Thank you mariam. I have just had a quick scan of the first website and it looks interesting and informative. I will have a proper read of both in the morning. Am exhausted and off to bed now.

I did do a quick questionnaire I came across on a site linked to via the Maudsley (I think confused). It would seem that ds doesn't actually have what would be termed OCD at the moment, because his obsessions aren't significantly impacting on his daily life. I think I knew that already though, but want to do something now to stop it ever reaching that point. I can see the potential for it to happen though, especially when his teacher talks about him being unable to work in class because she can't convince him he hasn't been poisoned.

I just remembered another thing he does. Which is to ask me if he has just eaten something like say a poisonous berry. He knows he hasn't, but he sees the bush and starts to worry and fret about the poisonous berries, then somehow starts stressing that he might have eaten one by accident. At present he is usually happy to accept me telling he hasn't and he is fine and that even if he did the worst case scenario might be a little bit of tummy ache, but it takes a while to convince him.

Don't even get me started on what happened when his cousin came in his GPs house with a foxglove flower on her finger! shock

mariammariam Thu 02-Aug-12 22:01:24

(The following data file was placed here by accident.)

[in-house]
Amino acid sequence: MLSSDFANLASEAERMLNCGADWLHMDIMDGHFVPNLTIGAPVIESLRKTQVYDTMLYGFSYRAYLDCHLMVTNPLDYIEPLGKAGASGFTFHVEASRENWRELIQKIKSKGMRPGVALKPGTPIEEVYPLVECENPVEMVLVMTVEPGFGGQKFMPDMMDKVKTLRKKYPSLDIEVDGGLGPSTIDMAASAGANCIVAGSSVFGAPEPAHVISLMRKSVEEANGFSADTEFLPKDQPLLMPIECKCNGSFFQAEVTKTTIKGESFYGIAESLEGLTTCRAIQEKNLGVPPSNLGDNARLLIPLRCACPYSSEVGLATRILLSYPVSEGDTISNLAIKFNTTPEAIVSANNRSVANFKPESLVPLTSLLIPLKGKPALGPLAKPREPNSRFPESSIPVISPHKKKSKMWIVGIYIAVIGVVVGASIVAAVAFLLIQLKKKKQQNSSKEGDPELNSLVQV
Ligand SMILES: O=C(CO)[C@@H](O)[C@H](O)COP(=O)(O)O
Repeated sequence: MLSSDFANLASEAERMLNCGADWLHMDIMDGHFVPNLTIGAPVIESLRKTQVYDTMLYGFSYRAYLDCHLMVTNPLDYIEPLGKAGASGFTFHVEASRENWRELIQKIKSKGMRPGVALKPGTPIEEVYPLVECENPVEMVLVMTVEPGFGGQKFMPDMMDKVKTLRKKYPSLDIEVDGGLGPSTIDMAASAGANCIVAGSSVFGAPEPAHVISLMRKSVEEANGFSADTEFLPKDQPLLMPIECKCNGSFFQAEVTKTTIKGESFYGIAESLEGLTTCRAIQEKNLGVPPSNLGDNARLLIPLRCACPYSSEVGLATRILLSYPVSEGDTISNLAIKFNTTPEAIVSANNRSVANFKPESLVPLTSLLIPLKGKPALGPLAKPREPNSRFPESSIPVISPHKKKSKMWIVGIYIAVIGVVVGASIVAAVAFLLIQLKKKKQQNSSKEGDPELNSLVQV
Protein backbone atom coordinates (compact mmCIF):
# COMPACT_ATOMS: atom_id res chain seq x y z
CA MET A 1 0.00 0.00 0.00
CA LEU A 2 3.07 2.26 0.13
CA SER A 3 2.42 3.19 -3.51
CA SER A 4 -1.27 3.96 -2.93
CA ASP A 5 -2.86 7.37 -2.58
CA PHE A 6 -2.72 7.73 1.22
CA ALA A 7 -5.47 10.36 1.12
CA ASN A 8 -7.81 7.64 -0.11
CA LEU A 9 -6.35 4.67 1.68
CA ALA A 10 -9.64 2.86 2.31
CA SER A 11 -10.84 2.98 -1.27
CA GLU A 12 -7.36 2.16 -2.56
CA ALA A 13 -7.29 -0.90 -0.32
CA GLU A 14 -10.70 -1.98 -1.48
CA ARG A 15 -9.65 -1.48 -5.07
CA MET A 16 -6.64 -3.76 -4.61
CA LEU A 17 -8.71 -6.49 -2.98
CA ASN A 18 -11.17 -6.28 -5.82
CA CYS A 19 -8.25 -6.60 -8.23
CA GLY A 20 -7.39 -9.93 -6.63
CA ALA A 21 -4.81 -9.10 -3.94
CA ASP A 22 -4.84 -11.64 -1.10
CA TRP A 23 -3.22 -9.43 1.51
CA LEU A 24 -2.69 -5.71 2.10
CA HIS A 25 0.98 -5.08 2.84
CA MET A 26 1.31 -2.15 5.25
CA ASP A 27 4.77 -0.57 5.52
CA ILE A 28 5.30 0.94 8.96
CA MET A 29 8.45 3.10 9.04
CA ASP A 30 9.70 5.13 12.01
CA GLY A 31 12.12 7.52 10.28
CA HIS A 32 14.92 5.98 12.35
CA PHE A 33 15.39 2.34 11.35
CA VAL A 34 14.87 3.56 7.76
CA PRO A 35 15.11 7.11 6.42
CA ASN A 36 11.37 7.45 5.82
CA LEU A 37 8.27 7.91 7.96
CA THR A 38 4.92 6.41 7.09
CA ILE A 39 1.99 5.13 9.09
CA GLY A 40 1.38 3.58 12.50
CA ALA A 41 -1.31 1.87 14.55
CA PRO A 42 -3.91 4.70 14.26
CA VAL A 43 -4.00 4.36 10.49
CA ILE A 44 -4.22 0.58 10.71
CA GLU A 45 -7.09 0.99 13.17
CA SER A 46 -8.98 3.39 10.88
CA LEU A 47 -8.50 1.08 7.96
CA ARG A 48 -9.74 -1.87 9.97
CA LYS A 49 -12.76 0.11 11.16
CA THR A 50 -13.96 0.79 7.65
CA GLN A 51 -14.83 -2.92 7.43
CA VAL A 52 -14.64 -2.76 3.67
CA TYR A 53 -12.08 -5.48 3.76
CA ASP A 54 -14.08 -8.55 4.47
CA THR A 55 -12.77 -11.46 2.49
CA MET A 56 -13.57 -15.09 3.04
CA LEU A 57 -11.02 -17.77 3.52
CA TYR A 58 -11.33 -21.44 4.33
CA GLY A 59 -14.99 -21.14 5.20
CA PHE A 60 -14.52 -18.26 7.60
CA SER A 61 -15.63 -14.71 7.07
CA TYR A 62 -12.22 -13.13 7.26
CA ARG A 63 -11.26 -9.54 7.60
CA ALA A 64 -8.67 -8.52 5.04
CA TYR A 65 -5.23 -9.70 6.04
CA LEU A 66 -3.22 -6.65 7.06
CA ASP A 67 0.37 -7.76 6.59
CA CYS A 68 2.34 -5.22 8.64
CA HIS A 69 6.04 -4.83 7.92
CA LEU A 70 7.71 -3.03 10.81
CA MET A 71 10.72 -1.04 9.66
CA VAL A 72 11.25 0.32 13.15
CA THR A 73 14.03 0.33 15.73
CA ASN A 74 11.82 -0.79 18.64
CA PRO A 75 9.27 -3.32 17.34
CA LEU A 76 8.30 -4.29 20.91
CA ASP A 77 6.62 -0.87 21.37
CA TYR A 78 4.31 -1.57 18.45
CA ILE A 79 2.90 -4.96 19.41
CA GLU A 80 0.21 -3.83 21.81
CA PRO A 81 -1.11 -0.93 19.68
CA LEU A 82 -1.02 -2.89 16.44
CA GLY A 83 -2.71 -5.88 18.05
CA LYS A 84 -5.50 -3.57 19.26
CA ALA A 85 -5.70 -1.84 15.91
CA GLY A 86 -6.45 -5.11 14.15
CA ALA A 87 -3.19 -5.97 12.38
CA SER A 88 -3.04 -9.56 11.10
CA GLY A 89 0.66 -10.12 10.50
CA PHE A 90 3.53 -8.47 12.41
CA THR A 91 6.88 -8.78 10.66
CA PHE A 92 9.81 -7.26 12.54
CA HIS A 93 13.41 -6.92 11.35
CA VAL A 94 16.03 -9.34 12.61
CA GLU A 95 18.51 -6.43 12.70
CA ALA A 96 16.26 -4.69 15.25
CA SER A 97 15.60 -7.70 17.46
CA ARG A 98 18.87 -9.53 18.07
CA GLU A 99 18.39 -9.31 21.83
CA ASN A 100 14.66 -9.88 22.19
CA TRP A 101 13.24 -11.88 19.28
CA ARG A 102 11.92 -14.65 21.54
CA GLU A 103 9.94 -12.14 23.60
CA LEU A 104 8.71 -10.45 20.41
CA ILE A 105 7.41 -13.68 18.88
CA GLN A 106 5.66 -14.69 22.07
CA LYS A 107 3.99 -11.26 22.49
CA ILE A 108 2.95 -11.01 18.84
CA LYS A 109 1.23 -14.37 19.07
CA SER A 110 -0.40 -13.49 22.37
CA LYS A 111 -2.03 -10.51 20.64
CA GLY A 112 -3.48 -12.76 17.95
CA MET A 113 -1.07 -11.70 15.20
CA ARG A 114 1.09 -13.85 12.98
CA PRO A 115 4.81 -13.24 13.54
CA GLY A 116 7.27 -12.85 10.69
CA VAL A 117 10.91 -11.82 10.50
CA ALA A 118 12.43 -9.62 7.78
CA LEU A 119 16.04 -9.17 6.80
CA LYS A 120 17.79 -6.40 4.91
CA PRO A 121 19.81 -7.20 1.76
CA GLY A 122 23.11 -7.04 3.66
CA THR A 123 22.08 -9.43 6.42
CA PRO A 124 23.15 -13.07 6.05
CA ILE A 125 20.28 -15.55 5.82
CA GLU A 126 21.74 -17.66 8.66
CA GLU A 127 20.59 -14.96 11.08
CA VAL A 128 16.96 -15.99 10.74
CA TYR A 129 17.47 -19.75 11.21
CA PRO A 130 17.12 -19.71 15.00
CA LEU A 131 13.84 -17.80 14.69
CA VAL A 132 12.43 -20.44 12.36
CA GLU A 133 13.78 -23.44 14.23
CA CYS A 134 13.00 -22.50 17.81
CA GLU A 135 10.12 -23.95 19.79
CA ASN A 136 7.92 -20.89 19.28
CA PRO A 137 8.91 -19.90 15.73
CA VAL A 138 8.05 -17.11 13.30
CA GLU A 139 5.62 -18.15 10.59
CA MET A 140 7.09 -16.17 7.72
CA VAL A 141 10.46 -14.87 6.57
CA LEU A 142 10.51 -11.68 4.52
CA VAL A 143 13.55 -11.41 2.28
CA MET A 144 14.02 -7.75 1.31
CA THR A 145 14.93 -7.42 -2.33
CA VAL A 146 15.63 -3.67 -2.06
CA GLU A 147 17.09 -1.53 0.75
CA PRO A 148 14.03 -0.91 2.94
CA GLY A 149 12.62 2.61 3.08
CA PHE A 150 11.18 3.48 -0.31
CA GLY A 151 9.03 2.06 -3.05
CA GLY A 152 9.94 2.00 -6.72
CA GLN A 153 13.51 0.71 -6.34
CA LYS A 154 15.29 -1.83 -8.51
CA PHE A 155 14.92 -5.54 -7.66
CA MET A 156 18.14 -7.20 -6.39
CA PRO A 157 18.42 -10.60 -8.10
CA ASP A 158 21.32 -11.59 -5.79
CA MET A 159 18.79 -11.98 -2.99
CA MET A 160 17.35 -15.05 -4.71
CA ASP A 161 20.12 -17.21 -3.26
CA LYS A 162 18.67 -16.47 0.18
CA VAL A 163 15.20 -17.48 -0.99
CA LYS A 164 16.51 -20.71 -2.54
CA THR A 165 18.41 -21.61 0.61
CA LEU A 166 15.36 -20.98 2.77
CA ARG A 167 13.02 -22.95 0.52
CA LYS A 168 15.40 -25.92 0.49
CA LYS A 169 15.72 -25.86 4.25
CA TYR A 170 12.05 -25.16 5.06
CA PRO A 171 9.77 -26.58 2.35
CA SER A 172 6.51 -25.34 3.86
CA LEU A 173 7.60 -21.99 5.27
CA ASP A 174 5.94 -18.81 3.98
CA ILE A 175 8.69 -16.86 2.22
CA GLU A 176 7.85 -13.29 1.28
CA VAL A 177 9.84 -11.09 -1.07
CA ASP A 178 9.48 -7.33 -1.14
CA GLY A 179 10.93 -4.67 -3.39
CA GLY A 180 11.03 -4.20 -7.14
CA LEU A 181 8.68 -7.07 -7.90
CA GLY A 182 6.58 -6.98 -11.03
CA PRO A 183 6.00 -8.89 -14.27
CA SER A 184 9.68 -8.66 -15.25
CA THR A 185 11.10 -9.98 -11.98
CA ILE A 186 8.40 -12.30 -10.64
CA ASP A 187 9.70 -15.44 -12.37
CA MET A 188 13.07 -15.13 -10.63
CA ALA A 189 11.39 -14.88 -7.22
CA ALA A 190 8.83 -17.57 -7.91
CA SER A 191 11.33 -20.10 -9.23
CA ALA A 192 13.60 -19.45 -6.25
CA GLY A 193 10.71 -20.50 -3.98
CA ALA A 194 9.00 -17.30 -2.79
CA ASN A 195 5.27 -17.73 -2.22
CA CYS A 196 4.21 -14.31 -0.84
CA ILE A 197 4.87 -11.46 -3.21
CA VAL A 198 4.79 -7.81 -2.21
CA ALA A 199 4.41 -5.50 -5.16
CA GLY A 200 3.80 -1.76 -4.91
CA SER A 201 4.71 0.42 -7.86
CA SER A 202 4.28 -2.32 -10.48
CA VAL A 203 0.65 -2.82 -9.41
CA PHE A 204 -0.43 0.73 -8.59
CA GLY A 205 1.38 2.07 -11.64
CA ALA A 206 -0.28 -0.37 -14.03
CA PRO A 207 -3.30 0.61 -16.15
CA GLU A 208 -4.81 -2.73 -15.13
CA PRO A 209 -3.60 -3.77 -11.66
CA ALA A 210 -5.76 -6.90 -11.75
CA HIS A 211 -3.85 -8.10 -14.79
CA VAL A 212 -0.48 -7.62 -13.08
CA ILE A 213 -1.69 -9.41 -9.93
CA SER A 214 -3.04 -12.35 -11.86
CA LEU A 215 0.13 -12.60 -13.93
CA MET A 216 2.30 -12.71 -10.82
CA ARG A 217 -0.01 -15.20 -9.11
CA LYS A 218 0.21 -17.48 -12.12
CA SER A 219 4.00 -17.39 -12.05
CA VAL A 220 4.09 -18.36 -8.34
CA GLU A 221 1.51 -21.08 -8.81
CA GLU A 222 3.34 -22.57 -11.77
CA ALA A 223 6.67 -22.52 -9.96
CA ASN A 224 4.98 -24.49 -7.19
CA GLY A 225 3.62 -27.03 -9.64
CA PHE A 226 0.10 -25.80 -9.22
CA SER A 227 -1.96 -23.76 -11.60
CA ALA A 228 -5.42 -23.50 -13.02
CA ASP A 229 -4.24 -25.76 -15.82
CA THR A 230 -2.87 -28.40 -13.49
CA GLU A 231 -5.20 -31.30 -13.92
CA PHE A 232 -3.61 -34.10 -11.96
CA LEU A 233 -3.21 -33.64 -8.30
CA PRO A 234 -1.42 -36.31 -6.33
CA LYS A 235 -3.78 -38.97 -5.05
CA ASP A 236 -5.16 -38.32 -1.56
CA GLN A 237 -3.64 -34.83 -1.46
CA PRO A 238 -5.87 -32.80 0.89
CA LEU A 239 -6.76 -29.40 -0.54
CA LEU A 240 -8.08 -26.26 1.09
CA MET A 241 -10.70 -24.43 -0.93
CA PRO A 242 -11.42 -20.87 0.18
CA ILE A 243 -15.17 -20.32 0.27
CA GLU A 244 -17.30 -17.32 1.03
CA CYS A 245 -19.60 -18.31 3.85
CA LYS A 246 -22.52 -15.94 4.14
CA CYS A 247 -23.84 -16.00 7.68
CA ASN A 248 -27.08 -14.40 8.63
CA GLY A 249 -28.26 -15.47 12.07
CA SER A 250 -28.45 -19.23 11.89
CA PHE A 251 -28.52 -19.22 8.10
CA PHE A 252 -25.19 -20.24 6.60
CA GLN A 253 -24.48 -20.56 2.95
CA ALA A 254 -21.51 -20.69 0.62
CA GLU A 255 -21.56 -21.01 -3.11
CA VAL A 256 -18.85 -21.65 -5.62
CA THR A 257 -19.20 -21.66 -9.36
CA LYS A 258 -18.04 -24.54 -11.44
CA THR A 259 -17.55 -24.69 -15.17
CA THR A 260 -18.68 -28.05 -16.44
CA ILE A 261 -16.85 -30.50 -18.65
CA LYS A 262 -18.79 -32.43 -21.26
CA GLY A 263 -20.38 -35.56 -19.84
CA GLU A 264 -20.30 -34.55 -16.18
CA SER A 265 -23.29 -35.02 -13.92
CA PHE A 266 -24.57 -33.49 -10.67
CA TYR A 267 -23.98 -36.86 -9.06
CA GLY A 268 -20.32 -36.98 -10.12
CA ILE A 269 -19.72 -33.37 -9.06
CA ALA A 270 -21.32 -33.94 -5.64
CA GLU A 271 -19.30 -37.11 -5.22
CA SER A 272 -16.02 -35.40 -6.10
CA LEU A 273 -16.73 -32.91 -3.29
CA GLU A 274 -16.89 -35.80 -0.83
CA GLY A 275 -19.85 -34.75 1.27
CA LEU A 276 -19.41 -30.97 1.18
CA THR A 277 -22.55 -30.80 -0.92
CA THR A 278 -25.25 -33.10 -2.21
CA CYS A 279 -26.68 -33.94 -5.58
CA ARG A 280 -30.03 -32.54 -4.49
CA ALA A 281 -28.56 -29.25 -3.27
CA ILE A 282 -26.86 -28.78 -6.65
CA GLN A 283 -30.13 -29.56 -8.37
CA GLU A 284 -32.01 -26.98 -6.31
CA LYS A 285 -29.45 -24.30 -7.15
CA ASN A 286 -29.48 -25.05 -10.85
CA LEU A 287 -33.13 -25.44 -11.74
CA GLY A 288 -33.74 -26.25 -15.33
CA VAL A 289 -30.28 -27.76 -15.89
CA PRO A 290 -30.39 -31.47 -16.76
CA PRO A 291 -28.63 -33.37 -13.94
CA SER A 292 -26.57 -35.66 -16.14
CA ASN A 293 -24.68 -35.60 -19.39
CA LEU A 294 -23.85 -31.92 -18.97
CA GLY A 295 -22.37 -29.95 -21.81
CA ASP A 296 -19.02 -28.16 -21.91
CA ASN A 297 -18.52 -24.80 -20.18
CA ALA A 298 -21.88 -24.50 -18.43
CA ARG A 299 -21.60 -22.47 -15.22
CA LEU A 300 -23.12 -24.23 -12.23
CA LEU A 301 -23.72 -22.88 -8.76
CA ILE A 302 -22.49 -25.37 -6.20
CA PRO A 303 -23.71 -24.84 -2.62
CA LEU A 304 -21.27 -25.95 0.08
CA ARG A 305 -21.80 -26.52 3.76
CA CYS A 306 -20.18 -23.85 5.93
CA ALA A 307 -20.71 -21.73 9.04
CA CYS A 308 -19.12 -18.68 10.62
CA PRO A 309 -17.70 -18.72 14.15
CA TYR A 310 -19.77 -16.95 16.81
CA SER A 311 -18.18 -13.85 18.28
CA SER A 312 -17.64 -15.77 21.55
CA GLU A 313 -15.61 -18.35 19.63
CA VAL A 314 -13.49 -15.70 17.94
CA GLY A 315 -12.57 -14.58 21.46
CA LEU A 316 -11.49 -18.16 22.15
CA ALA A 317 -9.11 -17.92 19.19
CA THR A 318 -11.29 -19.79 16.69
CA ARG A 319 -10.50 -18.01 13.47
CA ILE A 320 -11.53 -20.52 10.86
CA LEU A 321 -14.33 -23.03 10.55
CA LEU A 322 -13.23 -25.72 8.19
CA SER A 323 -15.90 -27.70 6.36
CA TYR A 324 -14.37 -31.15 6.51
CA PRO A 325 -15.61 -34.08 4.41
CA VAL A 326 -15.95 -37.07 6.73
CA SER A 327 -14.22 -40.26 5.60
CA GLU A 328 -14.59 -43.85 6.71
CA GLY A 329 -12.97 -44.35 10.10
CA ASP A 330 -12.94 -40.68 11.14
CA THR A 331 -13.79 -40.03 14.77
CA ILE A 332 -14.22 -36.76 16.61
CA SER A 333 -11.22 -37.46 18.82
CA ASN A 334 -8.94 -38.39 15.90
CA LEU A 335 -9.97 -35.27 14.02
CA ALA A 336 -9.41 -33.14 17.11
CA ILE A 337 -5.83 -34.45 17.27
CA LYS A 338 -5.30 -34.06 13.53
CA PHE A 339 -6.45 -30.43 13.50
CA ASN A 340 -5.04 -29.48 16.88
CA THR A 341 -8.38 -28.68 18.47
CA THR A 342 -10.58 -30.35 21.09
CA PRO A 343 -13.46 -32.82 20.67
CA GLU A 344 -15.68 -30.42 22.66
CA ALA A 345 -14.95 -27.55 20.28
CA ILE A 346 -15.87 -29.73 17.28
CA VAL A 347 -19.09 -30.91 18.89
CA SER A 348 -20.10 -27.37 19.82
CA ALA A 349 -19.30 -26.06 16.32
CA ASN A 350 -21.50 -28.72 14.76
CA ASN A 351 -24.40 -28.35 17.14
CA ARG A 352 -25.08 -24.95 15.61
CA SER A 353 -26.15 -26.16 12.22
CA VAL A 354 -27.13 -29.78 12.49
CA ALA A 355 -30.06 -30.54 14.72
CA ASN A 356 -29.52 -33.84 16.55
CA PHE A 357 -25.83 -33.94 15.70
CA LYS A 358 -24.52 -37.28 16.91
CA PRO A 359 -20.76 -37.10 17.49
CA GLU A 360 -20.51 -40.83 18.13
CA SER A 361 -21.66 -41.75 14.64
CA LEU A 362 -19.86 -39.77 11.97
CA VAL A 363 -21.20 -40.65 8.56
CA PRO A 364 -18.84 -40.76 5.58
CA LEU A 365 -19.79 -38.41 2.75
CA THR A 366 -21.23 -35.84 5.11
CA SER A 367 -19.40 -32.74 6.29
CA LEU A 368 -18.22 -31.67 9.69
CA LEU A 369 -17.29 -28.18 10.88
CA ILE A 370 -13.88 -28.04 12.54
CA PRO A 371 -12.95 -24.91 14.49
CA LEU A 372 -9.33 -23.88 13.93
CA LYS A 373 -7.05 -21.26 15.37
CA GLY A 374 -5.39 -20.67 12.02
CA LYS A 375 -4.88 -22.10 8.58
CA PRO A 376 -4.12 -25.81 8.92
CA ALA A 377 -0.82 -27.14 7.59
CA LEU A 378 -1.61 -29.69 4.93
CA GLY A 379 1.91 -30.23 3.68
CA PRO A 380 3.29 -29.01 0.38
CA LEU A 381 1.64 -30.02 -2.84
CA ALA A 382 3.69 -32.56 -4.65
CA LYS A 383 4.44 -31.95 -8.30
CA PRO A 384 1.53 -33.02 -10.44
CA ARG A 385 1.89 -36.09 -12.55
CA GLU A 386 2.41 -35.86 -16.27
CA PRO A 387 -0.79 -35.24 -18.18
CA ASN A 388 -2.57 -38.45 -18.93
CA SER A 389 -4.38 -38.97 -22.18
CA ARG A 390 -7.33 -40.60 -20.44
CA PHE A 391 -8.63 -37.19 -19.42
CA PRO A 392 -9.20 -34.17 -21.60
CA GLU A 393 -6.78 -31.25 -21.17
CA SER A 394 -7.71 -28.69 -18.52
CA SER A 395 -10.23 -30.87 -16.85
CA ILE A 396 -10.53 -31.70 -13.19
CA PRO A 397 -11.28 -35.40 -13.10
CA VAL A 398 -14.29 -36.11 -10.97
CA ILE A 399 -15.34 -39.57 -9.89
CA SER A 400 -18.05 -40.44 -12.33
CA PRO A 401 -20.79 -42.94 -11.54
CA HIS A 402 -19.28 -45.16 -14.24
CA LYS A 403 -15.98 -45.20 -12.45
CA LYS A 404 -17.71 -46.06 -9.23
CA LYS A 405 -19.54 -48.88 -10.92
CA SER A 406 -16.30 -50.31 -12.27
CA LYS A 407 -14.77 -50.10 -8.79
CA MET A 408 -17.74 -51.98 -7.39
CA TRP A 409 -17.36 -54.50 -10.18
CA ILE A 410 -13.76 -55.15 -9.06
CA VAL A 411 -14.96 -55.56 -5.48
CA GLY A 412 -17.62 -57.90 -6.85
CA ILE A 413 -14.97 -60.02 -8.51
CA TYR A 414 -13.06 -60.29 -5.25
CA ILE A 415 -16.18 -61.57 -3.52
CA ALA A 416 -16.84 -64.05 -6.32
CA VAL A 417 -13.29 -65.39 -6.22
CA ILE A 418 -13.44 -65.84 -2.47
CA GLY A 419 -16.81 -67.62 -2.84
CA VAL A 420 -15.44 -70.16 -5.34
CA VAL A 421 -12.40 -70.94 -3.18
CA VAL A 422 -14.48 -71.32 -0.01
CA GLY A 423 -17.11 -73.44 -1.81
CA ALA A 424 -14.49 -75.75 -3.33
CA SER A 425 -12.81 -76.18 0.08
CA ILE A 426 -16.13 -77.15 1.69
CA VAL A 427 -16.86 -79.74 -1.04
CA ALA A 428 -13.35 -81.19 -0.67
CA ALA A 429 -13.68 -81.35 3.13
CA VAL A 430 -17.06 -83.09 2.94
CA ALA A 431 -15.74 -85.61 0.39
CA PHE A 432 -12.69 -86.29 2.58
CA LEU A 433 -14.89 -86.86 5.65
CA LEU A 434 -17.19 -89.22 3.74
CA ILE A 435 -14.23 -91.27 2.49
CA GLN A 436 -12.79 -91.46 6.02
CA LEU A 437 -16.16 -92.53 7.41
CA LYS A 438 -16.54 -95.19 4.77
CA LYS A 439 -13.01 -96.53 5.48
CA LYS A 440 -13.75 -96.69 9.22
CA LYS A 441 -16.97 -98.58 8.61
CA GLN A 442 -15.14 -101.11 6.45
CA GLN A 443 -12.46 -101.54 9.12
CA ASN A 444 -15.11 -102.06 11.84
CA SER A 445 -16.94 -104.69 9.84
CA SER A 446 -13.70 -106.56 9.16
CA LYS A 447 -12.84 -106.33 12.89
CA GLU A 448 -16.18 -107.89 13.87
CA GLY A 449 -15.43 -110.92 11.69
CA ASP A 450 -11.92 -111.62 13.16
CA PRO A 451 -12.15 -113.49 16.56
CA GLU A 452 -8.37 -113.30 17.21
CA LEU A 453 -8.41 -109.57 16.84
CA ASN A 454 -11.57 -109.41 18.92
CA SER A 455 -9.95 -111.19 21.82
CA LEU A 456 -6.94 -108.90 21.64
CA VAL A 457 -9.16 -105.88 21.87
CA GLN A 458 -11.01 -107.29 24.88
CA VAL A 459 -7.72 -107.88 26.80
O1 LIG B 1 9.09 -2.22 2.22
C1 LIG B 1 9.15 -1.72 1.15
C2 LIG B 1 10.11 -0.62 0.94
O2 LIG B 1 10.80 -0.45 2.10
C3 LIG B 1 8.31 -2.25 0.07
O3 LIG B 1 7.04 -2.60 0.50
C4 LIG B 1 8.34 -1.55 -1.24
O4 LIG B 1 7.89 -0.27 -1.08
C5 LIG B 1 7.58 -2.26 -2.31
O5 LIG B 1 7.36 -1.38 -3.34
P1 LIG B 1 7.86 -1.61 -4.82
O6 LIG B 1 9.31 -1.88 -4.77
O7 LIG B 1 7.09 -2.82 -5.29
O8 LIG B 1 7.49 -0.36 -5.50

Canadian website for parents of dc with OCD.

mariammariam Thu 02-Aug-12 21:58:43

ScrollDown to "exposure and response prevention".

moosemama Thu 02-Aug-12 20:42:13

That's interesting. I didn't realise that.

At the time they were considering it before he hadn't started with any ocd-type behaviours. He was suffering from severe anxiety resulting in migraine, reflux and gastro-problems. So I think the CBT was going to be about identifying triggers, learning the early warning signs and challenging the thought patterns.

TheLightPassenger Thu 02-Aug-12 19:50:26

the CBT for OCD tends to focus more on risks/reality and behaviour - it's not heavily focussed on emotion, so hopefully would be more concrete and suitable for your DS.

moosemama Thu 02-Aug-12 19:47:51

Thanks TLP.

I think he does seem to appreciate the conversations we have about things not being toxic etc. It takes quite a few repetitions to get through to him, but I think it helps.

Not sure how well CBT will work. The EP that worked with him for about six months last year initially planned to try some CBT for his anxiety, but after a couple of sessions decided that he isn't self-aware enough for it to be successful and I'm inclined to agree with her. That's when we started working hard on his emotional literacy, in the hope that he can reach a point where he is more aware of both the physical and emotional effects of his anxiety. Unfortunately, he hasn't made any real progress with this so far, which is why I kicked up such a stink about the proposed statement not specifying a suitably qualified person to support the emotional literacy sessions.

TheLightPassenger Thu 02-Aug-12 19:39:02